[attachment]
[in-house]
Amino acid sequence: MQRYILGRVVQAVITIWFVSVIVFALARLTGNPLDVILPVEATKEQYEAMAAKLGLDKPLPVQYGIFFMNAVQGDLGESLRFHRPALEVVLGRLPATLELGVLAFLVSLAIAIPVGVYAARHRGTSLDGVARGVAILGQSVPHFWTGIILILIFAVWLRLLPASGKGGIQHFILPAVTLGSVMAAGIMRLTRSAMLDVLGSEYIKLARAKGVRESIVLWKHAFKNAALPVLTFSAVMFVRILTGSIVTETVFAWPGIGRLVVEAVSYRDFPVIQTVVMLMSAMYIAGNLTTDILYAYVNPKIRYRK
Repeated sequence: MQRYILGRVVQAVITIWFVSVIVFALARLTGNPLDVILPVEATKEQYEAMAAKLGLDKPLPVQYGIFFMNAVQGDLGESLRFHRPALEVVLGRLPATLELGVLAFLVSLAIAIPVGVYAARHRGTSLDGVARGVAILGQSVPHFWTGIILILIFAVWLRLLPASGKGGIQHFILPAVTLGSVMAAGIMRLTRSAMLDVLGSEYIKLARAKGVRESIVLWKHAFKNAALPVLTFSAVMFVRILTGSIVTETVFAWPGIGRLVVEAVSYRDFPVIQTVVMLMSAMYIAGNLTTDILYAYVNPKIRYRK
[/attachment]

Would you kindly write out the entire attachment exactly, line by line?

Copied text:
[in-house]
Amino acid sequence: MQRYILGRVVQAVITIWFVSVIVFALARLTGNPLDVILPVEATKEQYEAMAAKLGLDKPLPVQYGIFFMNAVQGDLGESLRFHRPALEVVLGRLPATLELGVLAFLVSLAIAIPVGVYAARHRGTSLDGVARGVAILGQSVPHFWTGIILILIFAVWLRLLPASGKGGIQHFILPAVTLGSVMAAGIMRLTRSAMLDVLGSEYIKLARAKGVRESIVLWKHAFKNAALPVLTFSAVMFVRILTGSIVTETVFAWPGIGRLVVEAVSYRDFPVIQTVVMLMSAMYIAGNLTTDILYAYVNPKIRYRK
Repeated sequence: MQRYILGRVVQAVITIWFVSVIVFALARLTGNPLDVILPVEATKEQYEAMAAKLGLDKPLPVQYGIFFMNAVQGDLGESLRFHRPALEVVLGRLPATLELGVLAFLVSLAIAIPVGVYAARHRGTSLDGVARGVAILGQSVPHFWTGIILILIFAVWLRLLPASGKGGIQHFILPAVTLGSVMAAGIMRLTRSAMLDVLGSEYIKLARAKGVRESIVLWKHAFKNAALPVLTFSAVMFVRILTGSIVTETVFAWPGIGRLVVEAVSYRDFPVIQTVVMLMSAMYIAGNLTTDILYAYVNPKIRYRK